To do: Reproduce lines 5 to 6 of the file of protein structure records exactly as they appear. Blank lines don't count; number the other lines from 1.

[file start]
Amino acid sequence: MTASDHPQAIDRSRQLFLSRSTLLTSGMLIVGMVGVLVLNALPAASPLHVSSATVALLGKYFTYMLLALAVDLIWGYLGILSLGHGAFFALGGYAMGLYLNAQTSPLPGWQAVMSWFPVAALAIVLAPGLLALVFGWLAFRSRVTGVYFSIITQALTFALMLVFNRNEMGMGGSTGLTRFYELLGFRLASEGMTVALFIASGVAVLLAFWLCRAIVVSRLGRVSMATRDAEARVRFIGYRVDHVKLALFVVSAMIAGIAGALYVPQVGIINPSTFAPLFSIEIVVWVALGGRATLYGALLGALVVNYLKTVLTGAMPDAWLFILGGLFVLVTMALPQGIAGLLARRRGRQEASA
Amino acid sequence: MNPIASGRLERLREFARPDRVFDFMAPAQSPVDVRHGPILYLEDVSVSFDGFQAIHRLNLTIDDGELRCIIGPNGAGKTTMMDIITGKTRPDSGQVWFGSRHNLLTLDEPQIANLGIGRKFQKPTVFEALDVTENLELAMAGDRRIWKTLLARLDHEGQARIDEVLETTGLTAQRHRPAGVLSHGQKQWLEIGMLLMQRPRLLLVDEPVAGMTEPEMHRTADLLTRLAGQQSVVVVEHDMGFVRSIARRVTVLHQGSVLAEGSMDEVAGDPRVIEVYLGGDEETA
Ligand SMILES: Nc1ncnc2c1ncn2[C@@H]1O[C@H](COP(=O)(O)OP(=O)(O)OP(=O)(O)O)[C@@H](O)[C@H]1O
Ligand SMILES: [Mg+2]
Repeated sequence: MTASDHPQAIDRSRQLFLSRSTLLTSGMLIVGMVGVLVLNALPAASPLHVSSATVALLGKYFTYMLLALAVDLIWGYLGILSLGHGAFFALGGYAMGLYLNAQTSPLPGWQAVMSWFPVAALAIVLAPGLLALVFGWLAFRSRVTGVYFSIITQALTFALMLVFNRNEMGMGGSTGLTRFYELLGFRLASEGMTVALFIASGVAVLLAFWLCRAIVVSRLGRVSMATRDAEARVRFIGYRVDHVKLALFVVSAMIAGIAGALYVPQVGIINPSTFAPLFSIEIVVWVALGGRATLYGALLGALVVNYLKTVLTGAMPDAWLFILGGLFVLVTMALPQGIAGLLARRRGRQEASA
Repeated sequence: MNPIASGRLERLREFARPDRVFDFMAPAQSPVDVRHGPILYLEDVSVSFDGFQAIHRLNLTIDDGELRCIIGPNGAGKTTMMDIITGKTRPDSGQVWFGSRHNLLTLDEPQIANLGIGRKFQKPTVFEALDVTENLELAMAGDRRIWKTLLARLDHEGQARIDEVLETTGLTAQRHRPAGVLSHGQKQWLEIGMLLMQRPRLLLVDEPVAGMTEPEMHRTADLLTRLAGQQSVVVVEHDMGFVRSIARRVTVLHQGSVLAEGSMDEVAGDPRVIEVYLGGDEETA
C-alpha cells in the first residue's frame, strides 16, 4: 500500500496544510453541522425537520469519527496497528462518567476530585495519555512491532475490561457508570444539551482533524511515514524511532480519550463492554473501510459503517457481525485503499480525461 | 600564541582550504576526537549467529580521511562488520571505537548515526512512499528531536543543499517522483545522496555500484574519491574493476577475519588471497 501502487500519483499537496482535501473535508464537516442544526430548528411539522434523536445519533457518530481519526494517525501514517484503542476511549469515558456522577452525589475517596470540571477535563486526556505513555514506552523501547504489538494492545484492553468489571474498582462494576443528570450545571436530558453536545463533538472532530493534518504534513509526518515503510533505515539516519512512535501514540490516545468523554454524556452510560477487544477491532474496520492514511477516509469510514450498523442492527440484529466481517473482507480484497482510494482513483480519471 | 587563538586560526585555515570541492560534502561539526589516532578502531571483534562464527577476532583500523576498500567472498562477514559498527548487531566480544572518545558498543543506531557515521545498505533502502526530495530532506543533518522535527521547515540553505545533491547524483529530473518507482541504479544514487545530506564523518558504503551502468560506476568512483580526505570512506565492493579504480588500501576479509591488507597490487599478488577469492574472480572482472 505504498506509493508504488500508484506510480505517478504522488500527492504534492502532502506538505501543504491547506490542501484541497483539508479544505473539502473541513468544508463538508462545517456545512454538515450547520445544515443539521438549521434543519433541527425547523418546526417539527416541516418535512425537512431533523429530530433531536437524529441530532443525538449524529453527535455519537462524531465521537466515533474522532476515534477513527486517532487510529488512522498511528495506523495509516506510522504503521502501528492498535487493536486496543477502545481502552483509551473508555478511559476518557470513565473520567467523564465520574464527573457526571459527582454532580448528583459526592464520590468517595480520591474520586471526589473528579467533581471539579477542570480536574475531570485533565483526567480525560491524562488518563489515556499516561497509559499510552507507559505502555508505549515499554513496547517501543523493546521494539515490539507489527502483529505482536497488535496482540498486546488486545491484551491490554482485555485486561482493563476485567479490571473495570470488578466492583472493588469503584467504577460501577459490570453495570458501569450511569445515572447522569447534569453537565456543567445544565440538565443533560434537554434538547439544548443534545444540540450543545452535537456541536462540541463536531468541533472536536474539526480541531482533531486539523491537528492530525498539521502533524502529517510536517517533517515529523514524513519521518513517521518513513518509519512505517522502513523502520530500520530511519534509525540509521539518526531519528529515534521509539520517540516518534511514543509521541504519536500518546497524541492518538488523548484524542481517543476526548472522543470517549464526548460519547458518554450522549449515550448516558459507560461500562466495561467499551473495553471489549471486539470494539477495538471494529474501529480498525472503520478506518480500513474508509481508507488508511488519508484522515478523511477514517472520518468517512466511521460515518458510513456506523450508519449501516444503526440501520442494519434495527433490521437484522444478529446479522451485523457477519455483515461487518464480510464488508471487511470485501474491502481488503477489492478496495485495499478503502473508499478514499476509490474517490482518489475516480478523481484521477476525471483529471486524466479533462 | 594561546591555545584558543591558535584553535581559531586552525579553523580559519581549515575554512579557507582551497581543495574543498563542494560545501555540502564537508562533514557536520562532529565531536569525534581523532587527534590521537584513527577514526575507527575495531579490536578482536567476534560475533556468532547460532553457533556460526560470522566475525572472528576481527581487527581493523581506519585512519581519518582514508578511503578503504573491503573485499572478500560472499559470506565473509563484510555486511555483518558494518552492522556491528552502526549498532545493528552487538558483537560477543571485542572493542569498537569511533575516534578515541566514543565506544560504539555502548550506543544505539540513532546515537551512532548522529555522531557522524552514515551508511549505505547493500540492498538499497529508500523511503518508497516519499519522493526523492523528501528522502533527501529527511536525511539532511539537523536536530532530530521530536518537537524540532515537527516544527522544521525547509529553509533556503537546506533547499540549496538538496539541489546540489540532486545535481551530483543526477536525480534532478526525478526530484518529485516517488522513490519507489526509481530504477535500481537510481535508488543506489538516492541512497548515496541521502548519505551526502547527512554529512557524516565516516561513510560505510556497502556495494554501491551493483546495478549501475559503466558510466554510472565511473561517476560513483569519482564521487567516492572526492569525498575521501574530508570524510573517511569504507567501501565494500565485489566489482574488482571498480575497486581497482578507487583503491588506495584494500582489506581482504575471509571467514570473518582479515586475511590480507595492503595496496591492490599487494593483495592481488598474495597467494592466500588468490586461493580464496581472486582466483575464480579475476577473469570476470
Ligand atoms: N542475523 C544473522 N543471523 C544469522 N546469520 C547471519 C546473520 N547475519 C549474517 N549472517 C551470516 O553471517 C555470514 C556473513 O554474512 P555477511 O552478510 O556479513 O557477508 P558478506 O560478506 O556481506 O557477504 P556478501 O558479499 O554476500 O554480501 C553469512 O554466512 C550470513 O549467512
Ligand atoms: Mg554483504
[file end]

Repeated sequence: MTASDHPQAIDRSRQLFLSRSTLLTSGMLIVGMVGVLVLNALPAASPLHVSSATVALLGKYFTYMLLALAVDLIWGYLGILSLGHGAFFALGGYAMGLYLNAQTSPLPGWQAVMSWFPVAALAIVLAPGLLALVFGWLAFRSRVTGVYFSIITQALTFALMLVFNRNEMGMGGSTGLTRFYELLGFRLASEGMTVALFIASGVAVLLAFWLCRAIVVSRLGRVSMATRDAEARVRFIGYRVDHVKLALFVVSAMIAGIAGALYVPQVGIINPSTFAPLFSIEIVVWVALGGRATLYGALLGALVVNYLKTVLTGAMPDAWLFILGGLFVLVTMALPQGIAGLLARRRGRQEASA
Repeated sequence: MNPIASGRLERLREFARPDRVFDFMAPAQSPVDVRHGPILYLEDVSVSFDGFQAIHRLNLTIDDGELRCIIGPNGAGKTTMMDIITGKTRPDSGQVWFGSRHNLLTLDEPQIANLGIGRKFQKPTVFEALDVTENLELAMAGDRRIWKTLLARLDHEGQARIDEVLETTGLTAQRHRPAGVLSHGQKQWLEIGMLLMQRPRLLLVDEPVAGMTEPEMHRTADLLTRLAGQQSVVVVEHDMGFVRSIARRVTVLHQGSVLAEGSMDEVAGDPRVIEVYLGGDEETA